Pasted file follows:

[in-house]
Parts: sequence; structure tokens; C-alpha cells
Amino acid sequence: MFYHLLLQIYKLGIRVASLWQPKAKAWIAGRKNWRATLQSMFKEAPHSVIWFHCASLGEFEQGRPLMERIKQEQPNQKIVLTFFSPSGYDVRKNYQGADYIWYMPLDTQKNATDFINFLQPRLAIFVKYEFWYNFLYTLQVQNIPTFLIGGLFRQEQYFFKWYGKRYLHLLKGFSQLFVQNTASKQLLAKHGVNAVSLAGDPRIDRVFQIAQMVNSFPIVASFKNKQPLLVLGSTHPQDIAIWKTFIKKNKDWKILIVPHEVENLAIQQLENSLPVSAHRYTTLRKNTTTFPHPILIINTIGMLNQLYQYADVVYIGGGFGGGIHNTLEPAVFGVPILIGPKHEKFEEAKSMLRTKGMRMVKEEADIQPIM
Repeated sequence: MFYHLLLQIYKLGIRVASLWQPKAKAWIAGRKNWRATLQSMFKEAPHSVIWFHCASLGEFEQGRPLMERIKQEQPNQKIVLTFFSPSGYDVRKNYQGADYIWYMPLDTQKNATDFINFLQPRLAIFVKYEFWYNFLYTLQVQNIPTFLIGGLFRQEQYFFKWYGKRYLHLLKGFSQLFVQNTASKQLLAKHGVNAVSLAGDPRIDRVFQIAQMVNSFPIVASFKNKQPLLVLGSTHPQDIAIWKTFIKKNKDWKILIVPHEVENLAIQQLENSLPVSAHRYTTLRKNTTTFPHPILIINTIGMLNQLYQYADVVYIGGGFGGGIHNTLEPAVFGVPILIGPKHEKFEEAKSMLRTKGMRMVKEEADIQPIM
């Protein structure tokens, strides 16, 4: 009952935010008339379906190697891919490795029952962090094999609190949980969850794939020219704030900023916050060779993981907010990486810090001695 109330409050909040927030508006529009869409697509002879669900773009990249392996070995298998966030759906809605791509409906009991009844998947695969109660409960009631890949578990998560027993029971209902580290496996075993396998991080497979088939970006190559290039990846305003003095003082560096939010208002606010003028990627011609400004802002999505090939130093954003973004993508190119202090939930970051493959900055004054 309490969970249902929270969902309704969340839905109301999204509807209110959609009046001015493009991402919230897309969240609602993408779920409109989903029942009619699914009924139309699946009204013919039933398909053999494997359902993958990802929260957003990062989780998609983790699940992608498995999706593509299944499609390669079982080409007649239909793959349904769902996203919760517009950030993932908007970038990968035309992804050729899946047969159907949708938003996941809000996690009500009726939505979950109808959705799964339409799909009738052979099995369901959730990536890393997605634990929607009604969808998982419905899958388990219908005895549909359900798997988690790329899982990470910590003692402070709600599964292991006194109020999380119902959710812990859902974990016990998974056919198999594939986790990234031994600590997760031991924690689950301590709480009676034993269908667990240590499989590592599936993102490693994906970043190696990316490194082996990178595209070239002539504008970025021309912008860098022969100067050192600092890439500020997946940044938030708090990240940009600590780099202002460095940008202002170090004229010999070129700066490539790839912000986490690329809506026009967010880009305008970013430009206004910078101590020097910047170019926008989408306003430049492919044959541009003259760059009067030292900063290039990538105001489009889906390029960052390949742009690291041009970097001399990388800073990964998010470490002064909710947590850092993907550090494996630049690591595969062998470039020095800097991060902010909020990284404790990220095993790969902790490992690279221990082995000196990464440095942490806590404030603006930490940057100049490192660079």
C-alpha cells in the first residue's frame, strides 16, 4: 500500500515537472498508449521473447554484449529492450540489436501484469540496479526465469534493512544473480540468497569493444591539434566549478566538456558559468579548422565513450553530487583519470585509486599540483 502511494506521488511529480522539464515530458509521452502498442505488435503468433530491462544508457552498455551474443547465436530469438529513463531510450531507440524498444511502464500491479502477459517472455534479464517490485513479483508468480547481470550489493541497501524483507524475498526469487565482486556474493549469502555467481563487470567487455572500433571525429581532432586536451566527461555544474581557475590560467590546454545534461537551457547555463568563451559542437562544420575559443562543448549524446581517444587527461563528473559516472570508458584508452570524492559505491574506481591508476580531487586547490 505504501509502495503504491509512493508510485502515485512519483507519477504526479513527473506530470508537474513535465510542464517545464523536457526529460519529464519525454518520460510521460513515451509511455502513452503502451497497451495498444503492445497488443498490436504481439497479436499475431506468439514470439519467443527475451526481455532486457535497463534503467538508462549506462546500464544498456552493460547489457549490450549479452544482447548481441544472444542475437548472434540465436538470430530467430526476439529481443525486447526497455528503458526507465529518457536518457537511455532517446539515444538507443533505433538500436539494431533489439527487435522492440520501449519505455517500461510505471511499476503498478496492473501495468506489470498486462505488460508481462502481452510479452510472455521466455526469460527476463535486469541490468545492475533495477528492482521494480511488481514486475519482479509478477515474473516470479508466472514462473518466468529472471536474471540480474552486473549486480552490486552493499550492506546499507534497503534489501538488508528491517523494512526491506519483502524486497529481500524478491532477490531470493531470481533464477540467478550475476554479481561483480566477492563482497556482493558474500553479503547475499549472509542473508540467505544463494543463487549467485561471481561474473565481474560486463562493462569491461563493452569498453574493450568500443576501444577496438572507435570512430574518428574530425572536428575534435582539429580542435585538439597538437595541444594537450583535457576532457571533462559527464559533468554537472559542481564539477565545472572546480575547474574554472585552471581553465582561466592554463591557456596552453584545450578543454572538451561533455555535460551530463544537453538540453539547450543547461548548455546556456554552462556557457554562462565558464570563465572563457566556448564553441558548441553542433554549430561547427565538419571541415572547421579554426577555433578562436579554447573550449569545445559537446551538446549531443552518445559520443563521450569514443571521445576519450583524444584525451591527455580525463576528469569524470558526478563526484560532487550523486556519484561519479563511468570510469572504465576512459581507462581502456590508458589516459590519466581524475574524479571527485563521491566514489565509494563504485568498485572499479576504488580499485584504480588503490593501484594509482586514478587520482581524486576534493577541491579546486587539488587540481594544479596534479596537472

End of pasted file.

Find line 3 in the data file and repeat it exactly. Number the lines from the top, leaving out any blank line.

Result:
Amino acid sequence: MFYHLLLQIYKLGIRVASLWQPKAKAWIAGRKNWRATLQSMFKEAPHSVIWFHCASLGEFEQGRPLMERIKQEQPNQKIVLTFFSPSGYDVRKNYQGADYIWYMPLDTQKNATDFINFLQPRLAIFVKYEFWYNFLYTLQVQNIPTFLIGGLFRQEQYFFKWYGKRYLHLLKGFSQLFVQNTASKQLLAKHGVNAVSLAGDPRIDRVFQIAQMVNSFPIVASFKNKQPLLVLGSTHPQDIAIWKTFIKKNKDWKILIVPHEVENLAIQQLENSLPVSAHRYTTLRKNTTTFPHPILIINTIGMLNQLYQYADVVYIGGGFGGGIHNTLEPAVFGVPILIGPKHEKFEEAKSMLRTKGMRMVKEEADIQPIM